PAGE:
Figments and Smithereens

As a writer I spend a lot of time thinking about words. I pride myself on having a fairly large vocabulary. But some words, even I have to admit, have limited use.

Take figment, for example. Have you ever heard this word used in any other context than as a figment of your imagination? If it’s a word, then it has to be a thing, right? But has anyone actually ever seen a figment? No. So even figments are figments of our imagination. Let that sink in for a minute.

If a figment had physical form, I picture it as being an angry, dusty little creature that lurks under your bed and disappears whenever you peek under there. I wouldn’t want to piss off a figment. There’s no telling what would happen. And if you discussed it after the fact, no one would believe you.

And then there’s smithereens. Not singular, mind you. Never singular. It is a word that is only proper in the plural. That is confounding, because in order to be plural, there has to be a bunch of single things grouped together, right? But look in any dictionary and you will only find it in the plural. So I guess if you separate all the smithereens, they cease to exist. And that’s another word I’ve only heard in one particular phrase: Blown to smithereens. As if it were a place. If it is a place, I don’t think it’s somewhere I would want to go. It’s probably a mess.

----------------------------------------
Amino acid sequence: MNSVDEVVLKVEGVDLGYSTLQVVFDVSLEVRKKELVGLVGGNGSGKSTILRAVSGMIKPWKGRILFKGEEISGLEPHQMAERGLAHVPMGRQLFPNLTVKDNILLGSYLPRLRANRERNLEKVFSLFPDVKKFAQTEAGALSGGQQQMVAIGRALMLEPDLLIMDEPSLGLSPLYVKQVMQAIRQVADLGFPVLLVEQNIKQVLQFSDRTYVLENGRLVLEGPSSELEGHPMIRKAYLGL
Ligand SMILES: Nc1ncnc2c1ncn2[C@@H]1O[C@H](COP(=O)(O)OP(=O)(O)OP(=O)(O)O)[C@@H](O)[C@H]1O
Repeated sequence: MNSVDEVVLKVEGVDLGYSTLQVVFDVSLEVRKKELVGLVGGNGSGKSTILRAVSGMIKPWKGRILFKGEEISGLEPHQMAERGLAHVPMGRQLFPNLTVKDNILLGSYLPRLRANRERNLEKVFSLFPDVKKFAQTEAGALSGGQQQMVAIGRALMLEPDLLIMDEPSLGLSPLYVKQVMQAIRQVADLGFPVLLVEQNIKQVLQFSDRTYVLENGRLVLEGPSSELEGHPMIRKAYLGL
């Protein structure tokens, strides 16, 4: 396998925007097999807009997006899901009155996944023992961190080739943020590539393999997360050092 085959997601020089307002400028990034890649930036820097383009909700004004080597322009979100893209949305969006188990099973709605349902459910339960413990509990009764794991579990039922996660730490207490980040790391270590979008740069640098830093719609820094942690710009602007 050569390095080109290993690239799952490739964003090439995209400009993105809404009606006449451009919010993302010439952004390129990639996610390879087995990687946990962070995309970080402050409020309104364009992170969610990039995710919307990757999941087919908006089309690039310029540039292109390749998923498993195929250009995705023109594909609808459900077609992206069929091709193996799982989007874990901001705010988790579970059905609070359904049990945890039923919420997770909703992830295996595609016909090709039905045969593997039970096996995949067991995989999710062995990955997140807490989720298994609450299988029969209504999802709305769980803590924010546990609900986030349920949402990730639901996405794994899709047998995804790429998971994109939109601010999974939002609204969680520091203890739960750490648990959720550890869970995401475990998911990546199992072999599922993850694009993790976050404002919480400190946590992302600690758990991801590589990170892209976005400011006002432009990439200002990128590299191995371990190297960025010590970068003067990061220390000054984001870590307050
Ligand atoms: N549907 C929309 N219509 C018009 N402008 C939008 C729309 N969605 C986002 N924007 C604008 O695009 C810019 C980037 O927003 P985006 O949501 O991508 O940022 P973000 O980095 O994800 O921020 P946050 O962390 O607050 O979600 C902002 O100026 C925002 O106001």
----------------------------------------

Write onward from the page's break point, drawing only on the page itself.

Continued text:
Just a few random thoughts from someone with entirely too much time on her hands.

So I’ll leave you with this quote:

“Words have no power to impress the mind without the exquisite horror of their reality.”

-Edgar Allan Poe


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